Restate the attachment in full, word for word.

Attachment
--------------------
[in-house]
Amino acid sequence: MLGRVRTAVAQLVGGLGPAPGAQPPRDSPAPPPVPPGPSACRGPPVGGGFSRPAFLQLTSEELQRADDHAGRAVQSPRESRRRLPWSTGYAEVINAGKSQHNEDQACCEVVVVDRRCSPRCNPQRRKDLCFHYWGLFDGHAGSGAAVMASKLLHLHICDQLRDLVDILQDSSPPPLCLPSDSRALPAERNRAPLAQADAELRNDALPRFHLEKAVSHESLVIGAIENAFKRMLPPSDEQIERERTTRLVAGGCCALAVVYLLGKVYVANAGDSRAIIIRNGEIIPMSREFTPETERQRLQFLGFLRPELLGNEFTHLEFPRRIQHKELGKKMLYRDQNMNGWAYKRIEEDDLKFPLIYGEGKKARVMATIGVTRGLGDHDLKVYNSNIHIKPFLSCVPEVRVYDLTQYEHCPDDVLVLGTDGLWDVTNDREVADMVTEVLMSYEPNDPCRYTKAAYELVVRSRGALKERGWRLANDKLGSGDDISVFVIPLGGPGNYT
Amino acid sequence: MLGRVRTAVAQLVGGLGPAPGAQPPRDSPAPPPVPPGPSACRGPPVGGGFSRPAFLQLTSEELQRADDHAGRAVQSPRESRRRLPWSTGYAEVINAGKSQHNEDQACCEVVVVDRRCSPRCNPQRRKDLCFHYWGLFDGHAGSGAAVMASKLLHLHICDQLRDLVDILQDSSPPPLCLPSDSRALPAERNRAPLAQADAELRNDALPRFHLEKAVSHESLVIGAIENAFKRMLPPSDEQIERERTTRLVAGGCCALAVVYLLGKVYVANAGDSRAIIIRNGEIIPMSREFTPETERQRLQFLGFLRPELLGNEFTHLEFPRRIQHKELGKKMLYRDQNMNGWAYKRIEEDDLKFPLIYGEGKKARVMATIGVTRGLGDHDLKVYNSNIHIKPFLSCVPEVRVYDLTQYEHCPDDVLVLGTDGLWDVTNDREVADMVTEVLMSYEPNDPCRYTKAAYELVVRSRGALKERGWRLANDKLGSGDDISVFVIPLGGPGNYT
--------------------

[in-house]
Amino acid sequence: MLGRVRTAVAQLVGGLGPAPGAQPPRDSPAPPPVPPGPSACRGPPVGGGFSRPAFLQLTSEELQRADDHAGRAVQSPRESRRRLPWSTGYAEVINAGKSQHNEDQACCEVVVVDRRCSPRCNPQRRKDLCFHYWGLFDGHAGSGAAVMASKLLHLHICDQLRDLVDILQDSSPPPLCLPSDSRALPAERNRAPLAQADAELRNDALPRFHLEKAVSHESLVIGAIENAFKRMLPPSDEQIERERTTRLVAGGCCALAVVYLLGKVYVANAGDSRAIIIRNGEIIPMSREFTPETERQRLQFLGFLRPELLGNEFTHLEFPRRIQHKELGKKMLYRDQNMNGWAYKRIEEDDLKFPLIYGEGKKARVMATIGVTRGLGDHDLKVYNSNIHIKPFLSCVPEVRVYDLTQYEHCPDDVLVLGTDGLWDVTNDREVADMVTEVLMSYEPNDPCRYTKAAYELVVRSRGALKERGWRLANDKLGSGDDISVFVIPLGGPGNYT
Amino acid sequence: MLGRVRTAVAQLVGGLGPAPGAQPPRDSPAPPPVPPGPSACRGPPVGGGFSRPAFLQLTSEELQRADDHAGRAVQSPRESRRRLPWSTGYAEVINAGKSQHNEDQACCEVVVVDRRCSPRCNPQRRKDLCFHYWGLFDGHAGSGAAVMASKLLHLHICDQLRDLVDILQDSSPPPLCLPSDSRALPAERNRAPLAQADAELRNDALPRFHLEKAVSHESLVIGAIENAFKRMLPPSDEQIERERTTRLVAGGCCALAVVYLLGKVYVANAGDSRAIIIRNGEIIPMSREFTPETERQRLQFLGFLRPELLGNEFTHLEFPRRIQHKELGKKMLYRDQNMNGWAYKRIEEDDLKFPLIYGEGKKARVMATIGVTRGLGDHDLKVYNSNIHIKPFLSCVPEVRVYDLTQYEHCPDDVLVLGTDGLWDVTNDREVADMVTEVLMSYEPNDPCRYTKAAYELVVRSRGALKERGWRLANDKLGSGDDISVFVIPLGGPGNYT